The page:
There's something wrong with Sinbad, Ja'far thinks.
Certainly, he has no room to talk, but he isn't taking in a child that just tried to kill him without hesitation, someone that held a blade to his throat and nearly succeeded. Then again, Ja'far is now following around the man who did—the man that now smiles at that child and pets his hair (even when Ja'far sort of wants to bite his hand off) and teases him and kind of worries about whether or not he'll burn in the sun because he's so pale.
There's something wrong with him, and Ja'far doesn't understand it.
Probably, Ja'far thinks, he could kill Sinbad in his sleep, go back to his masters and still be praised. It's why they sent him, after all; even at 14, he is still their most capable, their most deadly, and there isn't anyone else that can succeed if he can't.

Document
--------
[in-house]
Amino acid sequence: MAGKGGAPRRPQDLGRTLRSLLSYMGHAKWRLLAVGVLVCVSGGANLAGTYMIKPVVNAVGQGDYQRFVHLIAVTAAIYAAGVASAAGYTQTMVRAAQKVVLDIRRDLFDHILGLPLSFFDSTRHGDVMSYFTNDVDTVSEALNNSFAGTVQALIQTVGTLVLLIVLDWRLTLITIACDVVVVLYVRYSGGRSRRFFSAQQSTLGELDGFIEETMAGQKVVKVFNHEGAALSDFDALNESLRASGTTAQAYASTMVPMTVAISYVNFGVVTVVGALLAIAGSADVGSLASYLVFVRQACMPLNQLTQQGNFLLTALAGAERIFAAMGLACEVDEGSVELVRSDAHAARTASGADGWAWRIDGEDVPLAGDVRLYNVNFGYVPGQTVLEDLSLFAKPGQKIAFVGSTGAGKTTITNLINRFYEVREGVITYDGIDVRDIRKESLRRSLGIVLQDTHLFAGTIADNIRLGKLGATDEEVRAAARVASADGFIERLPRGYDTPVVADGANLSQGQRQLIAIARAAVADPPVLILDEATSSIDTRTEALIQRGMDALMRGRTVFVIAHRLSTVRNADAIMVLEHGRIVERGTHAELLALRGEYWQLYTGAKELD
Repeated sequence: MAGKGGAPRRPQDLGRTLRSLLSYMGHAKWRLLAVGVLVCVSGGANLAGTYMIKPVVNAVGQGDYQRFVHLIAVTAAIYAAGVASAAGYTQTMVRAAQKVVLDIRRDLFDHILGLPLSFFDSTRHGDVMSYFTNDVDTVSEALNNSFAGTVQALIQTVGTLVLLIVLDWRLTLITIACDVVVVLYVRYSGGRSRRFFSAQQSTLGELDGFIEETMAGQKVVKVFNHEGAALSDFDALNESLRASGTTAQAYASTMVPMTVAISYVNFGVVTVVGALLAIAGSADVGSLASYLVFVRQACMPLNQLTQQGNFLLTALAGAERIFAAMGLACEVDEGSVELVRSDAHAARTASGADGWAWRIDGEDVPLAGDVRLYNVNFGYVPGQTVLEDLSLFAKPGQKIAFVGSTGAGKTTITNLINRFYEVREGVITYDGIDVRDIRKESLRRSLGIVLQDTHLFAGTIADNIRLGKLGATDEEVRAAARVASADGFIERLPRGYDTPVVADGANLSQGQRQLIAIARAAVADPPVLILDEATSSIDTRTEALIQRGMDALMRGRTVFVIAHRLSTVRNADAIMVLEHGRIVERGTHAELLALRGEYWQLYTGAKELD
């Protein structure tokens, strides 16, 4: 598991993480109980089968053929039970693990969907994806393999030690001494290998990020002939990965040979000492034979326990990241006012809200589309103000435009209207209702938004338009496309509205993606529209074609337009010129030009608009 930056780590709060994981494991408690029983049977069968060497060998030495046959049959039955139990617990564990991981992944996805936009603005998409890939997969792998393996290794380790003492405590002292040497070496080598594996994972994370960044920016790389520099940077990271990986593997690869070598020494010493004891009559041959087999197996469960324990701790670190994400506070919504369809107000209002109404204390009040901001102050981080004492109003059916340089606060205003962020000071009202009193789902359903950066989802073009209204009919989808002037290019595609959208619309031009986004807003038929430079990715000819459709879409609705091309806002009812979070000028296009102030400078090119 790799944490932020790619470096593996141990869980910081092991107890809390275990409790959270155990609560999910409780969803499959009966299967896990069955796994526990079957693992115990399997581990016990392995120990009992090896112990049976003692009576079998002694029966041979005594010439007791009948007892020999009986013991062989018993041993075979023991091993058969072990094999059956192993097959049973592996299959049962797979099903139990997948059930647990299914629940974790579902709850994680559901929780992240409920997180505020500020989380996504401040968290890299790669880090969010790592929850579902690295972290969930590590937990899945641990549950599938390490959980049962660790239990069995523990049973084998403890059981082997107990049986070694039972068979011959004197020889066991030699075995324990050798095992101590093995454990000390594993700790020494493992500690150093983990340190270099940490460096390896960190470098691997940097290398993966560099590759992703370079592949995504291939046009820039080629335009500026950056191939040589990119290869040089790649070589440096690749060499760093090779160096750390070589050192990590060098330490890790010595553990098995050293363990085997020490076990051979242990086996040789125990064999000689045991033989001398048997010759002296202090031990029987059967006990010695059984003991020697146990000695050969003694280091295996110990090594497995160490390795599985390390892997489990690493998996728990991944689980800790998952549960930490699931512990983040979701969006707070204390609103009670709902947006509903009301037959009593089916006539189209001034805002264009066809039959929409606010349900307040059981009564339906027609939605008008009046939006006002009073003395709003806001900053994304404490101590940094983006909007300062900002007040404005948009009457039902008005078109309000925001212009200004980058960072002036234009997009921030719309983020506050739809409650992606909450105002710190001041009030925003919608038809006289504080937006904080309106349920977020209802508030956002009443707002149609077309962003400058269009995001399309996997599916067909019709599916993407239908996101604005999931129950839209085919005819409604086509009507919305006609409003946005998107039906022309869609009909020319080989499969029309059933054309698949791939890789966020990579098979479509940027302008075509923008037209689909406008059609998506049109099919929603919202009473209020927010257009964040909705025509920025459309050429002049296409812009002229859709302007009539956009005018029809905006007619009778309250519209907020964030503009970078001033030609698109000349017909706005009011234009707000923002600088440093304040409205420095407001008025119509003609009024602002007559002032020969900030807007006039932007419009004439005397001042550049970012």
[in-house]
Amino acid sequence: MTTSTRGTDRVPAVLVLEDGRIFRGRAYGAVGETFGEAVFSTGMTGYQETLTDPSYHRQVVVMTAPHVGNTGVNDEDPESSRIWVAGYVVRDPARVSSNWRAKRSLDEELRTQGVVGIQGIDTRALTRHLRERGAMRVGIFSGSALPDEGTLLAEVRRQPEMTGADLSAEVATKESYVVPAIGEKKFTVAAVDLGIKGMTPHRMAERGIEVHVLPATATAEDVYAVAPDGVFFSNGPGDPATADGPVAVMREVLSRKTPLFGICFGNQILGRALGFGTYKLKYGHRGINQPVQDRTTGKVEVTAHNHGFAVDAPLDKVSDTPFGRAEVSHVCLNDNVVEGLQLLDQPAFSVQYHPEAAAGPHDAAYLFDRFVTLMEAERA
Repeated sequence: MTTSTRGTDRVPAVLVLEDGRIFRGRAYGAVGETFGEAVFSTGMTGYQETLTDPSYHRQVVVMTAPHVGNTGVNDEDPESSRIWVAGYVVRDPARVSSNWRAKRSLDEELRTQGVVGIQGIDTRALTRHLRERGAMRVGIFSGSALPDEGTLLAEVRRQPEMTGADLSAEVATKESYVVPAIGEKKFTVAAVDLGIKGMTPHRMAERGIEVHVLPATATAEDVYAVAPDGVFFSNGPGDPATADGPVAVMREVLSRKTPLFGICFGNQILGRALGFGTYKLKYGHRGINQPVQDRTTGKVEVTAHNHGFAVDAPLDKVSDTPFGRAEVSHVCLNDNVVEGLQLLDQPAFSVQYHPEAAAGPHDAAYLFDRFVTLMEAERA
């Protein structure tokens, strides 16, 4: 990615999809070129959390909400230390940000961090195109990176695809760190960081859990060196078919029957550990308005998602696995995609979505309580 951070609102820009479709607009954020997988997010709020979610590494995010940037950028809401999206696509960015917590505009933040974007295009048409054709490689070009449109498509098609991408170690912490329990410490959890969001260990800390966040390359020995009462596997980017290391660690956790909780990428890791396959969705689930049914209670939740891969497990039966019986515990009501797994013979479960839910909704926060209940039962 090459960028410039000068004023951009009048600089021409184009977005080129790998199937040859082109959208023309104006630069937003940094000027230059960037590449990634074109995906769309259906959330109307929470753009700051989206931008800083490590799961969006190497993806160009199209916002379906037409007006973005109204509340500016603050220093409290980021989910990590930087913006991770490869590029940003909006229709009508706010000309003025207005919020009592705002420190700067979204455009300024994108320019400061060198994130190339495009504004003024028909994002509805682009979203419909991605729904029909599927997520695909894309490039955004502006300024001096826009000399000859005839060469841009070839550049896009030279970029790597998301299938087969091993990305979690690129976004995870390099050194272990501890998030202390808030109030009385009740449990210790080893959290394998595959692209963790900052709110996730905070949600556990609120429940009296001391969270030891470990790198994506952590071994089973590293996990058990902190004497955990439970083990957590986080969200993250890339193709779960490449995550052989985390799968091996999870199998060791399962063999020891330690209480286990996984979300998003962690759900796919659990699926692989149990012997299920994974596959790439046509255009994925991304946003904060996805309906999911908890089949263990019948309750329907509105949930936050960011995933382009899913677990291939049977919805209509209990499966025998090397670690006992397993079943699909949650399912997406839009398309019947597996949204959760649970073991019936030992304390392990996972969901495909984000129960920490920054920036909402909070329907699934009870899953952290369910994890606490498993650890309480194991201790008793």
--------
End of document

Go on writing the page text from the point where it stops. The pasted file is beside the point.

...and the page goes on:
Every time he considers it, however, Ja'far thinks of Sinbad's hand on his head, or the way he grins and laughs and leans far too much on him when he's drunk, about how heavy he is when he passes out that way on top of Ja'far, his easy breathing sounding more like a big cat's purring more than anything else.
There's definitely something wrong with Sinbad, because he's here and content to be here with Ja'far and while there's no way he can ever understand it, but Ja'far likes it all the same, and can't find any will within himself to make that change.